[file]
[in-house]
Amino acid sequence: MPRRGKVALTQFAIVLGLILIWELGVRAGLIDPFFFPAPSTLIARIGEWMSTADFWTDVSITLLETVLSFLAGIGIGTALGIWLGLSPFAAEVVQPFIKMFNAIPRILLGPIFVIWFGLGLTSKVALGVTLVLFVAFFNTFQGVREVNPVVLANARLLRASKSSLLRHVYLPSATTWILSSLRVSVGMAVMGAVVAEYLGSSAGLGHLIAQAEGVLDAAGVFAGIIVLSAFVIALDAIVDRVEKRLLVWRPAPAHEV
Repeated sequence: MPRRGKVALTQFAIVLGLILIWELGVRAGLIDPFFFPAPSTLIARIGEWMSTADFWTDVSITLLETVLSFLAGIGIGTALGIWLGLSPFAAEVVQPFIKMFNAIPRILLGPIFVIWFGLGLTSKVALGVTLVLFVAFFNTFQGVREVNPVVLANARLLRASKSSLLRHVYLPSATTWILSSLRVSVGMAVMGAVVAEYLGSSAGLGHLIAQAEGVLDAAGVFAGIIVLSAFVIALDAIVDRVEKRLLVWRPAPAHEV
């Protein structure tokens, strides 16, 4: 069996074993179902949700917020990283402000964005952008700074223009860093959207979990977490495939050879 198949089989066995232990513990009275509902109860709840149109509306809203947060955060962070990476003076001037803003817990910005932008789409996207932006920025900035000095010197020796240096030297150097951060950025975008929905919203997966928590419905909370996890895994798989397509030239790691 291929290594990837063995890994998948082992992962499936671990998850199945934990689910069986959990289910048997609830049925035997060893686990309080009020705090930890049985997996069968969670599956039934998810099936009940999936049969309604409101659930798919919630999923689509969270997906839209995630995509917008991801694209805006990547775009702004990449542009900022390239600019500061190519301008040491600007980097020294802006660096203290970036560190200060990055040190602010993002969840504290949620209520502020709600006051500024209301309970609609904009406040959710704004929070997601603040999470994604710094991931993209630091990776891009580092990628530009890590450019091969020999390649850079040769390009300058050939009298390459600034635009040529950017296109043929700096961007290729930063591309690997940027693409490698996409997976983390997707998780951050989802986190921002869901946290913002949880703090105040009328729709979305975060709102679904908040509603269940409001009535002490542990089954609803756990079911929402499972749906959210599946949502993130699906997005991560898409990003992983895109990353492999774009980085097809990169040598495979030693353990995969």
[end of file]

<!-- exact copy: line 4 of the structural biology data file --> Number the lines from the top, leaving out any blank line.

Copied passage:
């Protein structure tokens, strides 16, 4: 069996074993179902949700917020990283402000964005952008700074223009860093959207979990977490495939050879 198949089989066995232990513990009275509902109860709840149109509306809203947060955060962070990476003076001037803003817990910005932008789409996207932006920025900035000095010197020796240096030297150097951060950025975008929905919203997966928590419905909370996890895994798989397509030239790691 291929290594990837063995890994998948082992992962499936671990998850199945934990689910069986959990289910048997609830049925035997060893686990309080009020705090930890049985997996069968969670599956039934998810099936009940999936049969309604409101659930798919919630999923689509969270997906839209995630995509917008991801694209805006990547775009702004990449542009900022390239600019500061190519301008040491600007980097020294802006660096203290970036560190200060990055040190602010993002969840504290949620209520502020709600006051500024209301309970609609904009406040959710704004929070997601603040999470994604710094991931993209630091990776891009580092990628530009890590450019091969020999390649850079040769390009300058050939009298390459600034635009040529950017296109043929700096961007290729930063591309690997940027693409490698996409997976983390997707998780951050989802986190921002869901946290913002949880703090105040009328729709979305975060709102679904908040509603269940409001009535002490542990089954609803756990079911929402499972749906959210599946949502993130699906997005991560898409990003992983895109990353492999774009980085097809990169040598495979030693353990995969």